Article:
Resilient Spatiotemporal Truck Monitoring Framework using Inductive Signature and 3D Point Cloud-based Technologies
Understanding the spatiotemporal distribution of commercial vehicle is essential for facilitating strategic pavement design, freight planning, and policy making. Hence, analysts and researchers have been increasingly interested in collecting more diverse high granularity truck data across different truck characterization schemes to meet these variegated needs across the roadway network to better understand their distinct operational characteristics and dissimilar impacts on infrastructure and the environment. Existing truck monitoring infrastructure are limited in spatial coverage across the roadway network due to their high installation and maintenance costs. The recently developed Truck Activity Monitoring System (TAMS) by the University of California Irvine Institute of Transportation Studies provides a cost-effective solution for monitoring truck movements statewide across California along major freeways networks through existing inductive loop infrastructure enhanced with inductive signature technology. Nonetheless, it possesses three major limitations: model bias against underrepresented truck classes, spatial coverage limitation on rural highways, and system obsolescence over time.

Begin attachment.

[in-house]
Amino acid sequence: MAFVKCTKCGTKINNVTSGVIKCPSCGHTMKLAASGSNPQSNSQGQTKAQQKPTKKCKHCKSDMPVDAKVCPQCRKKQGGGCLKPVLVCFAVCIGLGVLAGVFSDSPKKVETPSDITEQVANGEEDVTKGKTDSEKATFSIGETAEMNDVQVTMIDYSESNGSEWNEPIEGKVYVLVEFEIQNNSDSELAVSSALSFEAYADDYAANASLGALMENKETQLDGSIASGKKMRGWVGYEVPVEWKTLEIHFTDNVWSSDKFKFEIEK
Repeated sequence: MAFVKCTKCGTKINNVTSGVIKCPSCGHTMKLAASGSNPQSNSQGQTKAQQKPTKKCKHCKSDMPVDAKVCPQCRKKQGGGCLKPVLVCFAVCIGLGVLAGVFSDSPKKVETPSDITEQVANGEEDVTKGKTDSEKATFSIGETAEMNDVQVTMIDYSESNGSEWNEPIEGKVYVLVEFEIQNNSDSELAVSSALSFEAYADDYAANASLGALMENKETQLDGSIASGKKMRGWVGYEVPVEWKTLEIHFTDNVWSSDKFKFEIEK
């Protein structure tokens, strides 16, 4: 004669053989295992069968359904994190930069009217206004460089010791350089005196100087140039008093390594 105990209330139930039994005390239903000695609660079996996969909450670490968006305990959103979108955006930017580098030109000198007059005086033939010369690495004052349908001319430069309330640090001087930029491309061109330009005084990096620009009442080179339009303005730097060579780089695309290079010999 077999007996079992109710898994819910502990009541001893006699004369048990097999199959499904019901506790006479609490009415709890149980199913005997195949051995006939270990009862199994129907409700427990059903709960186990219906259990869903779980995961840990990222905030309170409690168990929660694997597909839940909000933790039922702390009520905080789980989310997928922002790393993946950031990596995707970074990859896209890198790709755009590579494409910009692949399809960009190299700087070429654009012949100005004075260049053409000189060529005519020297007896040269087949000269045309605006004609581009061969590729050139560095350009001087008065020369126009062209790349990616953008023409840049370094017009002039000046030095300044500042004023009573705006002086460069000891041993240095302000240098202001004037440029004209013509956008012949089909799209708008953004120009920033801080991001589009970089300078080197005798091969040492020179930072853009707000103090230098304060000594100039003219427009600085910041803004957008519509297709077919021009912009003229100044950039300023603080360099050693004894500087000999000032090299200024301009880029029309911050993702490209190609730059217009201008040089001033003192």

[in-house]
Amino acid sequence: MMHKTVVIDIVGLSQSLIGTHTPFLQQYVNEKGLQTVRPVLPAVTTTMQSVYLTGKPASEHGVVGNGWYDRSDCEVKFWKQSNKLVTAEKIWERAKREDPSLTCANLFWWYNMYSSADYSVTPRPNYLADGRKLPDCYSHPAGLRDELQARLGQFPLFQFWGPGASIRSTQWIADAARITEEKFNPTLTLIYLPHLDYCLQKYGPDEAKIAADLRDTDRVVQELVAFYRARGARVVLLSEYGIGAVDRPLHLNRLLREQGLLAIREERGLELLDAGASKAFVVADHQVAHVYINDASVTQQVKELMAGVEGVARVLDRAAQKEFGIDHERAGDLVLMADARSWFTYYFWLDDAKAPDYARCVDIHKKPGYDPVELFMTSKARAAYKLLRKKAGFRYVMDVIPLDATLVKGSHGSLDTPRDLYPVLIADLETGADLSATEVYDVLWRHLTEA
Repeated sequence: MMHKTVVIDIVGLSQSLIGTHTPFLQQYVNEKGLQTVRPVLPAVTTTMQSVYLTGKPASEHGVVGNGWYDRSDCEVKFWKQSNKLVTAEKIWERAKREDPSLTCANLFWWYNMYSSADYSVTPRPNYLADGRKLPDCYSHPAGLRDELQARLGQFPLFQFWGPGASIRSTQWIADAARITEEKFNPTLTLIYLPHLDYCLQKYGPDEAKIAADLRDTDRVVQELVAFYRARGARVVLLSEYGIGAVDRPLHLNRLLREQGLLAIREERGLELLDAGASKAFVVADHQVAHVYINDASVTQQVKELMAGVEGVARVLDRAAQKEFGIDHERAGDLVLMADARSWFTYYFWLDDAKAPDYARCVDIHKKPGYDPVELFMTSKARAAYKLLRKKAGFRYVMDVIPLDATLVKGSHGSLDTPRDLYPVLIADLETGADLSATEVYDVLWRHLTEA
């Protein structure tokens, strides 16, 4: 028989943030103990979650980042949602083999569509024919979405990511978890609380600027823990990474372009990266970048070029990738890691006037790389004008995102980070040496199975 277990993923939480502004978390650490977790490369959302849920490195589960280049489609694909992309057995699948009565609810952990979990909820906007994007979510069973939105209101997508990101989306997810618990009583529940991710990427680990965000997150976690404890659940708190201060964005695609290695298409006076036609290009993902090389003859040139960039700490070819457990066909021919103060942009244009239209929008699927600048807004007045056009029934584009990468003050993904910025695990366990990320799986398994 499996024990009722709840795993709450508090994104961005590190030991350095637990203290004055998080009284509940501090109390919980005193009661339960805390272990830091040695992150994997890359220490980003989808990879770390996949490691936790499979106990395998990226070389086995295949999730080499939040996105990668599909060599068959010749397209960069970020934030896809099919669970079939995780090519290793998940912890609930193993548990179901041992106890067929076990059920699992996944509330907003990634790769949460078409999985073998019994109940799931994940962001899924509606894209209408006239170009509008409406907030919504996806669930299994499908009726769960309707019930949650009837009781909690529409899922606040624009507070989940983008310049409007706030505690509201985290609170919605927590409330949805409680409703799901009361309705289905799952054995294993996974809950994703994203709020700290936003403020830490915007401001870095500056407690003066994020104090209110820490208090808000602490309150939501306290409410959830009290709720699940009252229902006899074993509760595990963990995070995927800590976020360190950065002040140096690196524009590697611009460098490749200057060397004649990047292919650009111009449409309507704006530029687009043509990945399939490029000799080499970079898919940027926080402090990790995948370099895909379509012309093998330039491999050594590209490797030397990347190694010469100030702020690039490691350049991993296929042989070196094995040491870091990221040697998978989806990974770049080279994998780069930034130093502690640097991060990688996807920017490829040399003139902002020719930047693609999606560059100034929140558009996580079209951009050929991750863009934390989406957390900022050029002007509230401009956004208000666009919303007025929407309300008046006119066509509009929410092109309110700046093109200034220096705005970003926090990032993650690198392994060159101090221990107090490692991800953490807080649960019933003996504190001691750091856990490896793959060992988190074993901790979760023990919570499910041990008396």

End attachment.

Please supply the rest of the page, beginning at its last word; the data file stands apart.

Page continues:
This dissertation explored a resilient spatiotemporal truck monitoring framework using inductive loop signature and multi-array Light Detection and Ranging (LiDAR) sensor technologies to address the aforementioned issues and to improve truck monitoring capabilities across the roadway network. The designed framework comprises three major parts: Inductive loop sensors for major highway truck monitoring, multi-array LiDAR sensors for rural highway truck monitoring, and a self-learning truck classification through a sensor integration framework.
The first part of the framework was built upon the existing Truck Activity Monitoring System (TAMS) developed by ITS Irvine and addresses prediction model biasness caused by inherently imbalanced truck datasets to provide reliable truck speed estimation and truck classification data.
The second part explored non-intrusive LiDAR-based sensing technologies to fill the surveillance gap along rural highway corridors. This section developed a truck classification method using a LiDAR sensor oriented to provide a wide field-of-view of roadways.
Finally, a self-learning framework for truck classification systems was designed to address system obsolescence through the integration of inductive loop sensors and LiDAR sensors, the latter of which has been proved to have the ability to recognized the truck axle configuration in this dissertation. This framework enhances the resilience of signature-based FHWA classification model with an intelligent system update to accommodate the change of the truck designations over time and significantly reduces the overall burden of periodic model calibration by utilizing the information stored in the legacy model.